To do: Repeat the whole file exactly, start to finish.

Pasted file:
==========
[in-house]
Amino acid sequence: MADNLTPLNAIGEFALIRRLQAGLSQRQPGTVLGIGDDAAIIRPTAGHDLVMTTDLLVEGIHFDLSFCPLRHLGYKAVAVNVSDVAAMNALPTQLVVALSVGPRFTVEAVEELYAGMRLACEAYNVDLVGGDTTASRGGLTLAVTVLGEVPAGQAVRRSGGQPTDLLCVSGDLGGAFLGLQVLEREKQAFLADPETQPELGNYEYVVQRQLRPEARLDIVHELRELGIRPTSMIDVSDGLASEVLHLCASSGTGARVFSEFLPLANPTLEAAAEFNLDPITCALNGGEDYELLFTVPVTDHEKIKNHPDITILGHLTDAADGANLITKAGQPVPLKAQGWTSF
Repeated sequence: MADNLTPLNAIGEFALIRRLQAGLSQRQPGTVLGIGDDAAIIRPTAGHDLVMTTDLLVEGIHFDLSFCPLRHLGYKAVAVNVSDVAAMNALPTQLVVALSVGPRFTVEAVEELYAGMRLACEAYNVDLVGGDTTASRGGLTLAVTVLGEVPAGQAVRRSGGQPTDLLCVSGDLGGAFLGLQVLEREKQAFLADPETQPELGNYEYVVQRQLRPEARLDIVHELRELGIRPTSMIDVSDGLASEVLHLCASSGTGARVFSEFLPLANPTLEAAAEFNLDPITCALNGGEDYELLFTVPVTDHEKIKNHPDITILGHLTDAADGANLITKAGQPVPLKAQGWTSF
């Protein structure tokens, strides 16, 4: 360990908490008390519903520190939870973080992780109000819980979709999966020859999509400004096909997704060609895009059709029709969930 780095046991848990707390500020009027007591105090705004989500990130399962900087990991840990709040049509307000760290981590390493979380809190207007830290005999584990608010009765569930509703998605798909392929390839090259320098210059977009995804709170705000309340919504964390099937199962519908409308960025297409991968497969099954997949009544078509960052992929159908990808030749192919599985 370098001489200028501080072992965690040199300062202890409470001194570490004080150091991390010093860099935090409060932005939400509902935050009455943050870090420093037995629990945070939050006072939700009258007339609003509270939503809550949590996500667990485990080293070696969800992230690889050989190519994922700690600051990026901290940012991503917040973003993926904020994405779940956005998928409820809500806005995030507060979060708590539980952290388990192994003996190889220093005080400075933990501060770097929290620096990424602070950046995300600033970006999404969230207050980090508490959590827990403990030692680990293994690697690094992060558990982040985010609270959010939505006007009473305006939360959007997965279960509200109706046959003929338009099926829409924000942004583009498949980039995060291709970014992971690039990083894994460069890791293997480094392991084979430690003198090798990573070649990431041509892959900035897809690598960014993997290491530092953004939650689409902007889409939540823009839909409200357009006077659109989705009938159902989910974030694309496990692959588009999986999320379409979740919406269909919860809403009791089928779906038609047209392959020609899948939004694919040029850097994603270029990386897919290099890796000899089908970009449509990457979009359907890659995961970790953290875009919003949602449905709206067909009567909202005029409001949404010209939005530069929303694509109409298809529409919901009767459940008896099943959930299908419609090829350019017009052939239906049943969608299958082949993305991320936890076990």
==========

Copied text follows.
[in-house]
Amino acid sequence: MADNLTPLNAIGEFALIRRLQAGLSQRQPGTVLGIGDDAAIIRPTAGHDLVMTTDLLVEGIHFDLSFCPLRHLGYKAVAVNVSDVAAMNALPTQLVVALSVGPRFTVEAVEELYAGMRLACEAYNVDLVGGDTTASRGGLTLAVTVLGEVPAGQAVRRSGGQPTDLLCVSGDLGGAFLGLQVLEREKQAFLADPETQPELGNYEYVVQRQLRPEARLDIVHELRELGIRPTSMIDVSDGLASEVLHLCASSGTGARVFSEFLPLANPTLEAAAEFNLDPITCALNGGEDYELLFTVPVTDHEKIKNHPDITILGHLTDAADGANLITKAGQPVPLKAQGWTSF
Repeated sequence: MADNLTPLNAIGEFALIRRLQAGLSQRQPGTVLGIGDDAAIIRPTAGHDLVMTTDLLVEGIHFDLSFCPLRHLGYKAVAVNVSDVAAMNALPTQLVVALSVGPRFTVEAVEELYAGMRLACEAYNVDLVGGDTTASRGGLTLAVTVLGEVPAGQAVRRSGGQPTDLLCVSGDLGGAFLGLQVLEREKQAFLADPETQPELGNYEYVVQRQLRPEARLDIVHELRELGIRPTSMIDVSDGLASEVLHLCASSGTGARVFSEFLPLANPTLEAAAEFNLDPITCALNGGEDYELLFTVPVTDHEKIKNHPDITILGHLTDAADGANLITKAGQPVPLKAQGWTSF
């Protein structure tokens, strides 16, 4: 360990908490008390519903520190939870973080992780109000819980979709999966020859999509400004096909997704060609895009059709029709969930 780095046991848990707390500020009027007591105090705004989500990130399962900087990991840990709040049509307000760290981590390493979380809190207007830290005999584990608010009765569930509703998605798909392929390839090259320098210059977009995804709170705000309340919504964390099937199962519908409308960025297409991968497969099954997949009544078509960052992929159908990808030749192919599985 370098001489200028501080072992965690040199300062202890409470001194570490004080150091991390010093860099935090409060932005939400509902935050009455943050870090420093037995629990945070939050006072939700009258007339609003509270939503809550949590996500667990485990080293070696969800992230690889050989190519994922700690600051990026901290940012991503917040973003993926904020994405779940956005998928409820809500806005995030507060979060708590539980952290388990192994003996190889220093005080400075933990501060770097929290620096990424602070950046995300600033970006999404969230207050980090508490959590827990403990030692680990293994690697690094992060558990982040985010609270959010939505006007009473305006939360959007997965279960509200109706046959003929338009099926829409924000942004583009498949980039995060291709970014992971690039990083894994460069890791293997480094392991084979430690003198090798990573070649990431041509892959900035897809690598960014993997290491530092953004939650689409902007889409939540823009839909409200357009006077659109989705009938159902989910974030694309496990692959588009999986999320379409979740919406269909919860809403009791089928779906038609047209392959020609899948939004694919040029850097994603270029990386897919290099890796000899089908970009449509990457979009359907890659995961970790953290875009919003949602449905709206067909009567909202005029409001949404010209939005530069929303694509109409298809529409919901009767459940008896099943959930299908419609090829350019017009052939239906049943969608299958082949993305991320936890076990």